How have younger voters affected GE2020? |

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Probably the biggest and most talked-about event to happen in 2020 in Singapore was the election – or GE2020. Social media has never seen such levels of activism, particularly from younger adults who are traditionally seen as apathetic to politics. With a record 10 opposition candidates winning seats in Parliament, Prime Minister Lee Hsien Loong said young people have “very significantly different life aspirations and priorities”.

Younger voters and social media were crucial to the results this GE2020.

Social media influence

A poll conducted by The Straits Times in February found little hint of young voters turning away from the ruling party, suggesting that this age group might have been influenced by events closer to Polling Day.

Screenshot of ST’s FB page

Social media played a big part in GE2020, and according to an interviewee: “The opposition had a much better social media game but I also think a lot of youth had their own echo chambers for opposition online.”

The paper interviewed new voters to get their views. Those who voted for the opposition did so for a number of reasons, including:

– to allow the chance for more voices in Parliament
– the issue surrounding Raeesah Khan
– freedom of speech and expression
– climate crisis

CNA’s commentary on how the WP won big during GE2020 was due to many factors, one of which is social media. According to Dr Gillian Koh, “the Workers’ Party’s slick use of social media and being relatable helped it attain the opposition’s best ever showing in Singapore.”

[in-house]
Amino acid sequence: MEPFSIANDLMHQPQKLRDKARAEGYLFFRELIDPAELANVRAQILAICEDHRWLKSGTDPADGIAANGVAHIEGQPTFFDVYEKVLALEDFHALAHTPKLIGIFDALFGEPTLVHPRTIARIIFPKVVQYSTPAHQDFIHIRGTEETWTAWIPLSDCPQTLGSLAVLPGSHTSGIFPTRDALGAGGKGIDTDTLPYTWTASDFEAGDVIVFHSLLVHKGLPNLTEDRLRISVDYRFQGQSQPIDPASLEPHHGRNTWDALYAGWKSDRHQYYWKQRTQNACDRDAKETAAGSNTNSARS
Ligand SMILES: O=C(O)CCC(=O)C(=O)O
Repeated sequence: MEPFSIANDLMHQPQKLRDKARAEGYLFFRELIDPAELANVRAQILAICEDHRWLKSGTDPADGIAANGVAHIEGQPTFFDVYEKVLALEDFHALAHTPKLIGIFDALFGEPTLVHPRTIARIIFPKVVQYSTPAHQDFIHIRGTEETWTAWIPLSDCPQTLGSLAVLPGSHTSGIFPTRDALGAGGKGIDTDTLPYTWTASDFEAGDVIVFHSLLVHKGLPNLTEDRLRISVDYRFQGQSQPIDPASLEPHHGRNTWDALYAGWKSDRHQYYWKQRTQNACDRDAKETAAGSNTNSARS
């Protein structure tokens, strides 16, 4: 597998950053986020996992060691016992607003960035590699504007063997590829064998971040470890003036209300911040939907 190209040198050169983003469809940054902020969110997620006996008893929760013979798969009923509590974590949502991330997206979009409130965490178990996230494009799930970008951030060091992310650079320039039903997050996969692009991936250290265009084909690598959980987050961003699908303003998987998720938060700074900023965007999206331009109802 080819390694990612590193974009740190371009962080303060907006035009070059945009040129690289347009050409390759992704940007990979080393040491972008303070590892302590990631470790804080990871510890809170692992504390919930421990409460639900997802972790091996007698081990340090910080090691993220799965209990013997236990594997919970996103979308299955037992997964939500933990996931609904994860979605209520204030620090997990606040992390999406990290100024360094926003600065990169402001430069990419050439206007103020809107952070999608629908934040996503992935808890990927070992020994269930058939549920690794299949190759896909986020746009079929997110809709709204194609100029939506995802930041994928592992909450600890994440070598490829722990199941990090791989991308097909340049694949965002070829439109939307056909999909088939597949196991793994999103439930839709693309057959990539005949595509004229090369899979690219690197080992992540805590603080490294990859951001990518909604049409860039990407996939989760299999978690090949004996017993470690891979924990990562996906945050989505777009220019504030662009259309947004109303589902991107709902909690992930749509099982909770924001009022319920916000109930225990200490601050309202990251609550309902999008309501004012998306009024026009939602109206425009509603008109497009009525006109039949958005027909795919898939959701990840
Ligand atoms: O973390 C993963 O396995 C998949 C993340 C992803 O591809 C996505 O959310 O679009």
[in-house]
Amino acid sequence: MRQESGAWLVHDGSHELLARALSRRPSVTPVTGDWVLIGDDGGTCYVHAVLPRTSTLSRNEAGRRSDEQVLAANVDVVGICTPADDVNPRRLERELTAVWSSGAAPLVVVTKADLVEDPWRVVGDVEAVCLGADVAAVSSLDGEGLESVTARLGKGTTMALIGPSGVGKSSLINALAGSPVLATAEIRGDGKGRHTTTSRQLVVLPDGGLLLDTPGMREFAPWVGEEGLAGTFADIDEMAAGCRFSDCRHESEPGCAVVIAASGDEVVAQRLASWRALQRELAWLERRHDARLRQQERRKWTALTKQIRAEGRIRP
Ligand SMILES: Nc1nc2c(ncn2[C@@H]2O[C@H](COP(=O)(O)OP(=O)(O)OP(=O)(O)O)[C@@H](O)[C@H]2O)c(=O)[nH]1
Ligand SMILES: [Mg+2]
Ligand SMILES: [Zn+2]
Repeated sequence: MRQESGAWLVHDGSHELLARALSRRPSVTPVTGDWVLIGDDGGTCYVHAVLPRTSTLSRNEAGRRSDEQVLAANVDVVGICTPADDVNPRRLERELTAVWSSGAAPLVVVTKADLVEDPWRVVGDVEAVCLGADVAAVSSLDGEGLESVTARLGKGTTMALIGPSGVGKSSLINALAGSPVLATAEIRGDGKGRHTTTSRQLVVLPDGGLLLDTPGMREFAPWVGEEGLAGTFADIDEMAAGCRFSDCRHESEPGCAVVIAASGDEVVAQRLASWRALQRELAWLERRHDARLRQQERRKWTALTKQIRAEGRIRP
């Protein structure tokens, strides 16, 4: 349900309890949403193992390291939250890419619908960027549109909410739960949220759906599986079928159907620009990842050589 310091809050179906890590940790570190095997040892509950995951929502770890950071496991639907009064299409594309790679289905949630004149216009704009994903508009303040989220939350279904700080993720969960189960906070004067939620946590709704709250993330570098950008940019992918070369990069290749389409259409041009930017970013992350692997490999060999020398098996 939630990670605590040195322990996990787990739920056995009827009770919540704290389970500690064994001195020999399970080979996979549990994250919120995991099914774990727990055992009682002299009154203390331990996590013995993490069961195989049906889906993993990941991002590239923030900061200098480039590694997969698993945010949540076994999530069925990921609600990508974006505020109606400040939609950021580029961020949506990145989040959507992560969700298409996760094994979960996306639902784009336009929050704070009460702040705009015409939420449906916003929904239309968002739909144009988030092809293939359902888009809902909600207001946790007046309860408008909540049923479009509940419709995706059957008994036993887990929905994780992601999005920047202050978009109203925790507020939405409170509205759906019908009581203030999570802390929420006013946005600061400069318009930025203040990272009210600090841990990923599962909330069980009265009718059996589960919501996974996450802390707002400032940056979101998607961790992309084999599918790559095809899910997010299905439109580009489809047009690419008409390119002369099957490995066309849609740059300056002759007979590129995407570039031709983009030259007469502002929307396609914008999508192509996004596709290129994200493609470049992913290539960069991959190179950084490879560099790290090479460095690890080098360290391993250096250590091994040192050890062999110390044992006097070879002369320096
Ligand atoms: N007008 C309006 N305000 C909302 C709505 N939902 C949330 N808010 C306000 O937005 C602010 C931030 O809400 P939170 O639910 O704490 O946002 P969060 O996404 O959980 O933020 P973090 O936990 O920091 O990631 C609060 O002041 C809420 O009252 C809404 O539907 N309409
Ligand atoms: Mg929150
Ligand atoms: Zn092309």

According to Dr Koh, the Hammer Show and Instagram stories were tailored to younger voters, who in past post-election surveys by the Institute of Policy Studies, was the segment more inclined to turn to the internet for election material and act as swing voters.

Screenshot of CNA’s article

Today’s commentary from Ambassador-at-Large Chan Heng Chee iterated that those aged between 25 and 35 formed the biggest bulge in its population pyramid in this year during GE2020.

According to Prof Chan, “the Workers’ Party understood this and chose youthful candidates and issues for the Zoomer generation… This online digital politics is now the new retail politics — up close and personal.”

Screenshot of Today’s FB page

In her lecture, Prof Chan reiterated: “Clearly, this age group bought the opposition message of the need for diverse voices in Parliament and the need for checks and balances.”

What does this say about Singapore?

The personality of politicians could be a key factor in determining the votes of the electorate during GE2020.

There was a large number of young (and first-time) voters this year, and people in this group are typically more influenced by social media than traditional media. So most opposition parties made good use of social media and networking sites to reach out to young voters.

80-year-old PSP chief Tan Cheng Bock became an internet sensation with his Gen Z lingo such as “hypebeast” and “woke” on his social media postings. WP candidate Nicole Seah was also active on social media. SDP’s Dr Chee Soon Juan engaged in light-hearted Instagram Questions, engaging Gen Zs to ask a variety of random youth-related questions.

There was, of course the “Jamus Effect”. The Harvard-educated WP candidate emerged as a rising star during a televised political debate, which saw him capturing the hearts and minds of Singaporeans. His continuous presence on social media cemented his popularity.

While this GE has laid a unique foundation for opposition parties to gain a foothold in their various wards, the years leading up to the next elections will be interesting to watch.